The Effect of Integrating Family Planning with HIV and Aids Services on Contraceptives Uptake among HIV Positive WomenKidest Lulu1, Tariku Nigatu1*, Mehari Belachew1, Girma Kassie1, Elizabeth Oliveras1, Adugna Tamiru1, Alemayehu Mekonnen2, Misganaw Fantahun2, Amanuel Kidane2 and Siefu Hagos2
- *Corresponding Author:
- Tariku Nigatu
Pathfinder International Ethiopia
P.O.Box:12655, Addis Ababa, Ethiopia
Received date:August 25, 2014; Accepted date: October 07, 2014; Published date: October 10,2014
Citation: Lulu K, Nigatu T, Belachew M, Kassie G, Oliveras E, et al. (2014) The Effect of Integrating Family Planning with HIV and AIDS Services on Contraceptives Uptake among HIV Positive Women. J Women’s Health Care 3:197. doi: 10.4172/2167-0420.1000197
Copyright: 2014 Lulu K, et al. This is an open-access article distributed under the terms of the Creative Commons Attribution License, which permits unrestricted use, distribution, and reproduction in any medium, provided the original author and source are credited.
Background: Integrating Family Planning (FP) into HIV services provides opportunity to increase access to contraception among clients. However, data on the effectiveness of FP/HIV integration on FP uptake is limited.
Objective: Determine the effect of FP/HIV services integration, focusing on FP integration with Antiretroviral Therapy (ART)
Methods: A cross-sectional comparative design was conducted in facilities with and without FP/ART integration in four major regions of Ethiopia. The study population included HIV positive women attending ART clinics. Data were collected using structured questionnaire from 843 and 691 HIV positive women in intervention and comparison facilities respectively from April 23 to May 2, 2012. Data entry and analysis was done using SPSS version 17.0 and proportions and relevant associations were computed.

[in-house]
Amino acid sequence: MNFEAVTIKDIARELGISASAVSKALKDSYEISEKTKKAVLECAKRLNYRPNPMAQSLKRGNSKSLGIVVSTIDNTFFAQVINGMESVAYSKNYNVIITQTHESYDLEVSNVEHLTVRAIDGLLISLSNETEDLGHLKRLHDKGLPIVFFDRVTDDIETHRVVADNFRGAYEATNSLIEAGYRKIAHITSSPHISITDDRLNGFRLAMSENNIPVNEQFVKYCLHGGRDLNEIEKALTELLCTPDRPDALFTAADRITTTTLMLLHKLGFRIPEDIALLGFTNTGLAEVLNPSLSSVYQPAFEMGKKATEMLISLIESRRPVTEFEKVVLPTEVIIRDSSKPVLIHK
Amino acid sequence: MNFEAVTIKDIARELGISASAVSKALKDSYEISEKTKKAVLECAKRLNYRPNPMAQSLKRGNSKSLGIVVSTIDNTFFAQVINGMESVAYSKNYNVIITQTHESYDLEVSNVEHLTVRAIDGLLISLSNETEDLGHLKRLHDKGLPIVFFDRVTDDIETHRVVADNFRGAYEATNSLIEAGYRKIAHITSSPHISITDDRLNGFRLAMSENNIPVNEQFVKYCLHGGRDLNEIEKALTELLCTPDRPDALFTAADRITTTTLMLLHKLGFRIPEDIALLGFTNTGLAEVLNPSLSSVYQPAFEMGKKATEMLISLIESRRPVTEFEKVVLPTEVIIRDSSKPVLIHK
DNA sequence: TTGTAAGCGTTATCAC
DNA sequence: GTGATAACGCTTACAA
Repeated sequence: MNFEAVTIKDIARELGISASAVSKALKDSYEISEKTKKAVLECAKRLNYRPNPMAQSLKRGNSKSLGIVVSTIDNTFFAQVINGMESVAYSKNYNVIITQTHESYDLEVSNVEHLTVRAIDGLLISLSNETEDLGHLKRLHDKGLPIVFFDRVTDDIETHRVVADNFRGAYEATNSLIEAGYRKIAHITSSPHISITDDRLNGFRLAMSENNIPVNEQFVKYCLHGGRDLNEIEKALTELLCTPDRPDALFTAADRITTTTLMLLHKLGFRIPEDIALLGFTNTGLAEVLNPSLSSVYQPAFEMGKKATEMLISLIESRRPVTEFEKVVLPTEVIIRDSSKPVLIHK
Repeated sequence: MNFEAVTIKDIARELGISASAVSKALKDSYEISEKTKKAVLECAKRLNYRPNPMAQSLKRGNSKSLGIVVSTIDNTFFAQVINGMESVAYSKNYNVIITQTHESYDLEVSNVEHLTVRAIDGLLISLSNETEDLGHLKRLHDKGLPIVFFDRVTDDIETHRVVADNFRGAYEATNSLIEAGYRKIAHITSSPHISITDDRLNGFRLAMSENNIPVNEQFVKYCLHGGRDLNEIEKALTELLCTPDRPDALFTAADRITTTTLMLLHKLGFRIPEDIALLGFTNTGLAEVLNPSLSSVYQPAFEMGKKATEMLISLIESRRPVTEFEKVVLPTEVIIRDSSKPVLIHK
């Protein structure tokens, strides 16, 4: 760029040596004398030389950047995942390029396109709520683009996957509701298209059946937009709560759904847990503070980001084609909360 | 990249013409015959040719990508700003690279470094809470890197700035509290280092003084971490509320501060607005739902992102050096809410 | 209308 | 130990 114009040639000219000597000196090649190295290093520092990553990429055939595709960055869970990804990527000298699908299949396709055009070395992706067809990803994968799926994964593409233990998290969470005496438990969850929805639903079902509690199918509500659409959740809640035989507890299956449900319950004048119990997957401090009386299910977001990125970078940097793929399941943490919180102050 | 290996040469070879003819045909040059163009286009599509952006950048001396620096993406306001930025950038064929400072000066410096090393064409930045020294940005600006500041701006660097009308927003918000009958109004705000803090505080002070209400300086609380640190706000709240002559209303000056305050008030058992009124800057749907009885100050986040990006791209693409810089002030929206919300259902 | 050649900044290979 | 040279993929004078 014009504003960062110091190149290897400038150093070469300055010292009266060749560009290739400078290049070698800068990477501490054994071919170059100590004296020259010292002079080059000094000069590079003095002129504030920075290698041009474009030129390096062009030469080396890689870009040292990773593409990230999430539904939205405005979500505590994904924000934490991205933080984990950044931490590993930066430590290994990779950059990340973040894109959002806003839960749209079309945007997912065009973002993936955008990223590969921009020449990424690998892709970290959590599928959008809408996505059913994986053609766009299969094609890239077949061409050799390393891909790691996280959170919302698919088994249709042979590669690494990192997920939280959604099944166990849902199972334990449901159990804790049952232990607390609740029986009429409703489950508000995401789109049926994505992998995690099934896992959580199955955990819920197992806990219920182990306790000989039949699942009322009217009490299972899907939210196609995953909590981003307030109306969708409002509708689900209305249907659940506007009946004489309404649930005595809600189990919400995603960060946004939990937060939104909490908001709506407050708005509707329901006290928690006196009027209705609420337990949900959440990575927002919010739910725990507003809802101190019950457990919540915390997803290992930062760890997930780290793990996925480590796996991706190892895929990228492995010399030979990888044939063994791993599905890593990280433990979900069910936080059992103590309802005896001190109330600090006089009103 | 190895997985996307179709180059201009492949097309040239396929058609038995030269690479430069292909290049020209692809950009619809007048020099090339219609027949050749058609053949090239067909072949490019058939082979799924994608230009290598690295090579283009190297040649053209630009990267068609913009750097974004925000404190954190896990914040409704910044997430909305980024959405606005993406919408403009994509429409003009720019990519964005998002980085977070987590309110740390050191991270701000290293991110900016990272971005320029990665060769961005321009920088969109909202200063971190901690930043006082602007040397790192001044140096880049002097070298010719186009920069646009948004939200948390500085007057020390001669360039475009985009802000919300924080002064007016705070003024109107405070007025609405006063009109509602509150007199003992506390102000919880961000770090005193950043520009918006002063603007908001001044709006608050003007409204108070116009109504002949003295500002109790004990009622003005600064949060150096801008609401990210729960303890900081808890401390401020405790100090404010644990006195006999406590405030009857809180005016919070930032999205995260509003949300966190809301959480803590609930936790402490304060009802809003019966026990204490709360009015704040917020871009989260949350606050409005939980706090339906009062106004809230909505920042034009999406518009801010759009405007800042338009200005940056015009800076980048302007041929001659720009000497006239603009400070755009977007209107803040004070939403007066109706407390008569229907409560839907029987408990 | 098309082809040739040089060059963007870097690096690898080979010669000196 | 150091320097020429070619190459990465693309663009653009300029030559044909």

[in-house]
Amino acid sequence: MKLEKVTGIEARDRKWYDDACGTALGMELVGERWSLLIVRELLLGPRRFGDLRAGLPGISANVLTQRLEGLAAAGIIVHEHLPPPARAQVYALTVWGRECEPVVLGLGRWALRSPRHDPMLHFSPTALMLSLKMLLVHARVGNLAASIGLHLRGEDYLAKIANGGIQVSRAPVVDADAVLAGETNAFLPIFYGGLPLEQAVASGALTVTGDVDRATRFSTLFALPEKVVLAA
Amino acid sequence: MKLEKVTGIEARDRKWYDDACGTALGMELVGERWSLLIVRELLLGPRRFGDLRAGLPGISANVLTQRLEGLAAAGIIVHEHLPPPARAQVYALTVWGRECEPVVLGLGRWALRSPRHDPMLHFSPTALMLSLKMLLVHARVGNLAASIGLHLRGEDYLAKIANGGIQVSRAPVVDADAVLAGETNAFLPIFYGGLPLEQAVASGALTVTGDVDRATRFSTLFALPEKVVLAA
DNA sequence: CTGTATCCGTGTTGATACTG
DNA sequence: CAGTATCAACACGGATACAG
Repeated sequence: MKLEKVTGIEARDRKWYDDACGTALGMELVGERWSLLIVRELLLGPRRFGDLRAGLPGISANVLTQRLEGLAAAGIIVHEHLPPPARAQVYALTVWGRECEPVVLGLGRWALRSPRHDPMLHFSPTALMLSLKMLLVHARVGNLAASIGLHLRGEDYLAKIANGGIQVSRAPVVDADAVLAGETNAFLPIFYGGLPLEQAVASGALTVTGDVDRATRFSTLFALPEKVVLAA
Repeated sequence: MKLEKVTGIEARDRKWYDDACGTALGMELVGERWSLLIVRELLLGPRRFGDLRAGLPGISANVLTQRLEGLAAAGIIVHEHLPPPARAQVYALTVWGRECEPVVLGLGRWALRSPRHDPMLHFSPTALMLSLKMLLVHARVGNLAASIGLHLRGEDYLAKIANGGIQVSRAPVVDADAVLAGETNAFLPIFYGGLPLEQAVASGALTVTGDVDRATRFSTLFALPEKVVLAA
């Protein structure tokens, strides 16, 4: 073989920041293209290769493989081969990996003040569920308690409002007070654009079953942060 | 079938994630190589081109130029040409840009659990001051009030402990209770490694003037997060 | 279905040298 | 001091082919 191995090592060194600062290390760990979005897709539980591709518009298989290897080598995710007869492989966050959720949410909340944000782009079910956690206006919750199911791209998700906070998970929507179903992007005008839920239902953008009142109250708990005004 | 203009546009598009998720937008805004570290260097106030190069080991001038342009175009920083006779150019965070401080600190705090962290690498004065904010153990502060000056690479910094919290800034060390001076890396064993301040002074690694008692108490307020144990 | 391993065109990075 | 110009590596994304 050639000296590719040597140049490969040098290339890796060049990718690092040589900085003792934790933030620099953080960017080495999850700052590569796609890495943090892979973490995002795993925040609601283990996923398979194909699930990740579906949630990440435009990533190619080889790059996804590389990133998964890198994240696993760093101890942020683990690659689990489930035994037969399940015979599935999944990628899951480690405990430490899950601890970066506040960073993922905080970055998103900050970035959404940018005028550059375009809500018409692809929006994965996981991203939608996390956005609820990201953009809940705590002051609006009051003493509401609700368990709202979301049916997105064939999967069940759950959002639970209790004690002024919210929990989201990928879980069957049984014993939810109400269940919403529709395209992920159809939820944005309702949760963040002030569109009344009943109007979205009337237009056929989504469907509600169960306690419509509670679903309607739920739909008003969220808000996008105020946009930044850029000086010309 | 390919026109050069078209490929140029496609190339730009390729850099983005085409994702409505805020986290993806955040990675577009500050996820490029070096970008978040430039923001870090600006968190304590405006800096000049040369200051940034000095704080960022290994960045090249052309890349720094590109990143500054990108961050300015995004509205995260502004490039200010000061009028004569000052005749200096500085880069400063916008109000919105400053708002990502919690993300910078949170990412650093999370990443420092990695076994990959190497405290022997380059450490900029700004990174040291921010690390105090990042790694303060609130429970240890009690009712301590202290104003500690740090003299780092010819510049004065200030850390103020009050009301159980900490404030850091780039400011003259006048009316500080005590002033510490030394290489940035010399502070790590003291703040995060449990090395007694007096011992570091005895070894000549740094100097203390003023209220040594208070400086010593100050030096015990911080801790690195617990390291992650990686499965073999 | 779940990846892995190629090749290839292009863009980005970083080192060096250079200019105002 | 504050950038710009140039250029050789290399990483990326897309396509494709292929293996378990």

Results: Most of the women (94.7%) received one or more HIV services. In both groups, 736 (48.2%) women used any type of FP method; the majority (97%) used modern FP and 54.6% used injectables. Over all CPR was 48%; with higher CPR in intervention than comparison group (52.6 %versus 42.9%) [AOR (95%CI) =1.23, (1.23, 1.92). A higher proportion of women in intervention than comparison group used dual methods [AOR (95%CI) =1.50 (1.01, 2.2)]. Total unmet need for FP in the study was 16.2 percent. There was no significant difference in unmet need for FP between intervention and comparison groups (15.7% vs. 16.9% respectively) [(OR 0.94 95% CI (0.63, 1.39)].
Conclusion and Recommendation: FP/HIV integration improved CPR and use of dual methods showing the benefit of FP/HIV integration. However, there was no difference in unmet need for FP between the two groups calling the need for more research.